The appropriate way to extrapolate pressure, we concluded, is to continue a nearby observation vertically from a quasi-equapotential surface (for example altimeter setting) to the actual elevation of the GPS antenna, rather than estimate it from a digital terrain model. The primary reason for this is that digital elevation models (DEMs) have finite resolution and only reflect the average terrain in a grid cell. Under conditions of high vertical relief, DEMs can carry substantial errors that will introduce significant errors into the estimation of the zenith hydrostatic delay.

Figure 3 shows a comparison of GPS and radiosonde-measured water vapor at the Gaylord, Michigan, CORS site belonging to the Michigan DOT (NOR2). The distance between the GPS antenna and the ASOS located at the Gaylord, Otsego County Airport (KGLR) is 11.8 meters vertically and 3050.8 meters horizontally.

Time Series - GPS and Radiosonde - Gaylord, Michigan

Figure 3. Time series plot of GPS and radiosonde water vapor measurements at Gaylord, Michigan, between 15 August – 1 October 2002. The pressure sensor and GPS antenna are separated by about 3 kilometers horizontally and 12 meters vertically. The mean difference, standard deviation, and correlation coefficient are 0.2 mm, 1.59 mm, and 0.984, respectively.

Results

One of the most significant discoveries of the ongoing assessment of how GPS affects weather forecast accuracy is that the magnitude of its impact increases commensurate with expansion of the GPS network. The significant growth achieved in 2002 is the result of the near real-time availability of CORS data provided by state DOTs, and the ability to use existing surface meteorological sensors to parse the GPS-derived signal delays into their wet and dry components without having to deploy a dedicated sensor package at each site.

The configuration of the GPS-Met network as of October 2002 (Figure 4) consisted of two types of GPS-Met sites. The "backbone sites" of collocated surface meteorological sensors that are operated and maintained by the U.S. DOT and NOAA, and the "infill sites" which are operated and maintained by other organizations including state and local government agencies, universities, and the private sector. Infill sites may or may not have collocated surface meteorological sensors, but the major distinction is that the infill sites carry no obligation concerning maintenance or data availability.

NOAA GPS-Met Demonstration Network

Figure 4. Configuration of the NOAA GPS-Met Demonstration Network in October 2002. Backbone sites are represented by triangles, and infill sites are denoted with circles.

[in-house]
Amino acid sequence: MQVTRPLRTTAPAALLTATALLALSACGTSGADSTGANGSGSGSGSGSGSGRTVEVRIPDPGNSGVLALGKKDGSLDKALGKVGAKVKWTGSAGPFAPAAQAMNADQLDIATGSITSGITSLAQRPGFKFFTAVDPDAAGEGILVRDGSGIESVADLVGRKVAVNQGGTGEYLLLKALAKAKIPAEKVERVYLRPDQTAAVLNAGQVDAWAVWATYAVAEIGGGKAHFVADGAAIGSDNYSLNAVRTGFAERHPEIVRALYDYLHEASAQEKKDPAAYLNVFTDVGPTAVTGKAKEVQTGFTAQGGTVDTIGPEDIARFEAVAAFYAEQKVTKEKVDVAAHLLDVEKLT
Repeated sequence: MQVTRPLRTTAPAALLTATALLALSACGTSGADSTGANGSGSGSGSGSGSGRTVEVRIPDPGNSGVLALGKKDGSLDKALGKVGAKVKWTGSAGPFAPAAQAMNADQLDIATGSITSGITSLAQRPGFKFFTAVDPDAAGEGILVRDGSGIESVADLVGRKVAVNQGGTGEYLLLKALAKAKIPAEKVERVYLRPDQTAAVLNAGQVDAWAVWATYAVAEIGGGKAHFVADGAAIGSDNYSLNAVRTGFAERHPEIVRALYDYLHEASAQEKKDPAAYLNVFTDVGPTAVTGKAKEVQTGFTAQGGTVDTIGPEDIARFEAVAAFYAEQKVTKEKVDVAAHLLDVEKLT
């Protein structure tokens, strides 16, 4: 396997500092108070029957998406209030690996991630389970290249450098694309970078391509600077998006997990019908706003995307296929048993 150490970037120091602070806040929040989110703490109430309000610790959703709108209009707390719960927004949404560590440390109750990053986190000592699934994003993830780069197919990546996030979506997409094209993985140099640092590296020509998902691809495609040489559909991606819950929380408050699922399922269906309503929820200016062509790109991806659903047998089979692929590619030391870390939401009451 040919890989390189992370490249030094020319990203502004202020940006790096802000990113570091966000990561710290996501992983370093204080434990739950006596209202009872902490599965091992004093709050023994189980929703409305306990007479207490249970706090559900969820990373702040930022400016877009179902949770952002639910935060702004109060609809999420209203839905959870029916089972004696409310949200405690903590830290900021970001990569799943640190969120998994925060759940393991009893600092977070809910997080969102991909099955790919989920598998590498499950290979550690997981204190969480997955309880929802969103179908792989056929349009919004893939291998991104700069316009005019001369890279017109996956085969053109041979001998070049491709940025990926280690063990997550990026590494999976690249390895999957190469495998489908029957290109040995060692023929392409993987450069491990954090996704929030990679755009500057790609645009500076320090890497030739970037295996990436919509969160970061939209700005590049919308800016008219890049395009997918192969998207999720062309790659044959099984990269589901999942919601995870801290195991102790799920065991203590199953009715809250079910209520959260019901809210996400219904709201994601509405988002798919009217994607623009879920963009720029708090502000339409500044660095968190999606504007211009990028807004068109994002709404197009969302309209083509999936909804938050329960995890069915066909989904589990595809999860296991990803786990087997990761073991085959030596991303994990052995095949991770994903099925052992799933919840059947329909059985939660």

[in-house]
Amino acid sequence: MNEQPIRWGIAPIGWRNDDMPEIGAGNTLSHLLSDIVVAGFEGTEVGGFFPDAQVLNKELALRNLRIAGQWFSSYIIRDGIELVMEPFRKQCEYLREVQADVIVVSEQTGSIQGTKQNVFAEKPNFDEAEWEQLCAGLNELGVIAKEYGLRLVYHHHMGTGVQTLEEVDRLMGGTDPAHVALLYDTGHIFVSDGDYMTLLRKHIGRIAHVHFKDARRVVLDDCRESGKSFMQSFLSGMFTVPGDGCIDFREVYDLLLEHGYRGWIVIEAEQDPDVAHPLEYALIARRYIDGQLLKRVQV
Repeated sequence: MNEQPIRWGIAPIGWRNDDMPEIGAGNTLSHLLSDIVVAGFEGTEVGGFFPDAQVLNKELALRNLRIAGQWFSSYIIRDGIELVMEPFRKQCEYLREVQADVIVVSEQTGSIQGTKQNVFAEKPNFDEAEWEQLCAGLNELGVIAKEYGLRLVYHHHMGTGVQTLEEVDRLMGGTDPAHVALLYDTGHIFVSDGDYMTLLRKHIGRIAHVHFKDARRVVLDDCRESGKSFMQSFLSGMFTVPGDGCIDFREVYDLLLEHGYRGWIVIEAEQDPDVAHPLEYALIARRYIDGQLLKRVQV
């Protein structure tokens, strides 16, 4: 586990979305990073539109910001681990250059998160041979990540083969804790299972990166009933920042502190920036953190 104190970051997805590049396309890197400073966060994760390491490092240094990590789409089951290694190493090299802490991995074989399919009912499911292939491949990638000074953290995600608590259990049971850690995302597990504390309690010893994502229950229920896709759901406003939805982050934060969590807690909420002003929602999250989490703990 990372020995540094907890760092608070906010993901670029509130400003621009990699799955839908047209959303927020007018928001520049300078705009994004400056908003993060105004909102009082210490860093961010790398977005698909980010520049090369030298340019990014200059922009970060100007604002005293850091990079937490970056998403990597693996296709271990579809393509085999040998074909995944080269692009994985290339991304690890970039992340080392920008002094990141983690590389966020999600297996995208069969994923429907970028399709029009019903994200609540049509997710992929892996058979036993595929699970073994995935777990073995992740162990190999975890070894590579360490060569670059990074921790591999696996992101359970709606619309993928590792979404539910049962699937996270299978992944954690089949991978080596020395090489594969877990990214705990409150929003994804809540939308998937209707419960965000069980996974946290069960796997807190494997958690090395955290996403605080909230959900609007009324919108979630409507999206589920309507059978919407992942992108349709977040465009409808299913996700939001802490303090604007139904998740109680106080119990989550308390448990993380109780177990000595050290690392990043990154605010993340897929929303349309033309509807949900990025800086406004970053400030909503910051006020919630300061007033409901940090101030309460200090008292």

Summary

These evaluations of the utility of ground-based GPS meteorology (GPS-Met) for operational weather forecasting, climate monitoring, satellite calibration and validation have been promising. As the number of sites in the GPS networks increases, primarily through the addition of CORS sites belonging to state DOTs, we expect to see a continuing trend toward increased positive results, especially regarding precipitation forecasts (Figure 5). This hypothesis will be tested in 2003, since it will be the first winter season with substantial coverage in the Great Lakes region.

Comparison of 24-hr precip. forecast verification statistics

Figure 5. A comparison of 24-hour precipitation forecast verification statistics for 2000 and 2001. In each bar chart, red represents the improvement in forecast skill, blue is worse skill, and gray is no change. The metrics are equitable threat score (EQTS), probability of detection (POD), and bias. In general, improvement is observed at all levels of precipitation above 0.01 inch in 2000, and above 0.1 inch in 2001.


Note: A complete list of references and more information on this and related topics are available at the main FSL Website http://www.fsl.noaa.gov, by clicking on "Publications" and "Research Articles."

Acknowledgements: The authors wish to acknowledge the contributions of individuals from numerous state departments of transportation who not only assisted us in retrieving their data in near real-time, but also provided technical and programmatic assistance in all phases of this effort. In particular, we wish to thank Bob Ramsey of the Alaska Department of Transportation, Frank Kochevar of the Mesa County Colorado Department of Highways, Beverly Sutphin and Scott Harris of the Florida Department of Transportation, Dave Albrecht of the Ohio Department of Transportation, Andrew Semenchuk of the Michigan Department of Transportation, Gary Thompson of the North Carolina Geodetic Survey, and Matt Bryant of the Texas Department of Transportation.

(Seth Gutman is Chief of the GPS-Met Observing Systems Branch in the Demonstration Division, headed by Margot Ackley. He can be reached at Seth.I.Gutman@noaa.gov or 303-497-7031. Rudy Pursaud is associated with the U.S. DOT Federal Highway Administration in Washington, D.C. Sher Wagoner is a Senior Systems Analyst at FSL, and is also affiliated with the Cooperative Institute for Research in the Atmosphere, Colorado State University, Fort Collins, CO.)